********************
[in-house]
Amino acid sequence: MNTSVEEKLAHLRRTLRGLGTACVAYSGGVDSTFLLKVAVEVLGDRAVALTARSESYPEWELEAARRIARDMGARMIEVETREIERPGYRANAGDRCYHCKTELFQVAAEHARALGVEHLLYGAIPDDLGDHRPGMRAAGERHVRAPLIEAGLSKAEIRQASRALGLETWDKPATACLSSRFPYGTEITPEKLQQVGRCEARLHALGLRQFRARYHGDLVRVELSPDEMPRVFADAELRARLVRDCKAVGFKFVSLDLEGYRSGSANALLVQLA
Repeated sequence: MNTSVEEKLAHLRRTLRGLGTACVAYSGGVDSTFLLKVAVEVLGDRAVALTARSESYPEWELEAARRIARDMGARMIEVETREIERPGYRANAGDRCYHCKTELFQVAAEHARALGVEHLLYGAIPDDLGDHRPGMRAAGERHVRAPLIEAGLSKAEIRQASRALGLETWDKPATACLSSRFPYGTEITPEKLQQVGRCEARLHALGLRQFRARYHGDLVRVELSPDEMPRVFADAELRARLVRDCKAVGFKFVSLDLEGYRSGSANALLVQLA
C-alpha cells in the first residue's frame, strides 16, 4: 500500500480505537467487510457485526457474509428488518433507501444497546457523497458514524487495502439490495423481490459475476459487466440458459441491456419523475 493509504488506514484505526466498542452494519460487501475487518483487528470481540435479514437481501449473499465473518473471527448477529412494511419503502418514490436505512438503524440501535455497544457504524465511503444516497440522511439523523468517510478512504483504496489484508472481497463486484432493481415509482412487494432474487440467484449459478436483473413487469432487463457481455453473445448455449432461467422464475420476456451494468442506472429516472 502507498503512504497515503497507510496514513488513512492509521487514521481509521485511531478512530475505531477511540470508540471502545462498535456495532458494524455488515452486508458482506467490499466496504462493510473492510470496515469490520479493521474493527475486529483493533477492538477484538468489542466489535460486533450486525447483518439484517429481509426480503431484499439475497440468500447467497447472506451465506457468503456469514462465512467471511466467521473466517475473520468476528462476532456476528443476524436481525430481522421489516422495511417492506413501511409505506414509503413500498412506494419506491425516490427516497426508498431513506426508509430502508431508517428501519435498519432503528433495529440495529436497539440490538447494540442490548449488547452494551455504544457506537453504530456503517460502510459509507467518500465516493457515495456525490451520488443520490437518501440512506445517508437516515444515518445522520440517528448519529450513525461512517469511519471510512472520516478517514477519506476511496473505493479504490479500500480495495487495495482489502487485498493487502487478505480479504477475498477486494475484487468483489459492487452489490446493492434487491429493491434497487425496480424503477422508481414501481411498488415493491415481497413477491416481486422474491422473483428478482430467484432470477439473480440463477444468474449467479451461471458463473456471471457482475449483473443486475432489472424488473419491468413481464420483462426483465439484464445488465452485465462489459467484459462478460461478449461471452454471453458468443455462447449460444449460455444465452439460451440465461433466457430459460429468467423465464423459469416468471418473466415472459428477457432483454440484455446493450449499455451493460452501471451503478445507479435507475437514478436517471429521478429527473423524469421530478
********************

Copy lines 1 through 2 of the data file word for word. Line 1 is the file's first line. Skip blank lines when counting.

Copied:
[in-house]
Amino acid sequence: MNTSVEEKLAHLRRTLRGLGTACVAYSGGVDSTFLLKVAVEVLGDRAVALTARSESYPEWELEAARRIARDMGARMIEVETREIERPGYRANAGDRCYHCKTELFQVAAEHARALGVEHLLYGAIPDDLGDHRPGMRAAGERHVRAPLIEAGLSKAEIRQASRALGLETWDKPATACLSSRFPYGTEITPEKLQQVGRCEARLHALGLRQFRARYHGDLVRVELSPDEMPRVFADAELRARLVRDCKAVGFKFVSLDLEGYRSGSANALLVQLA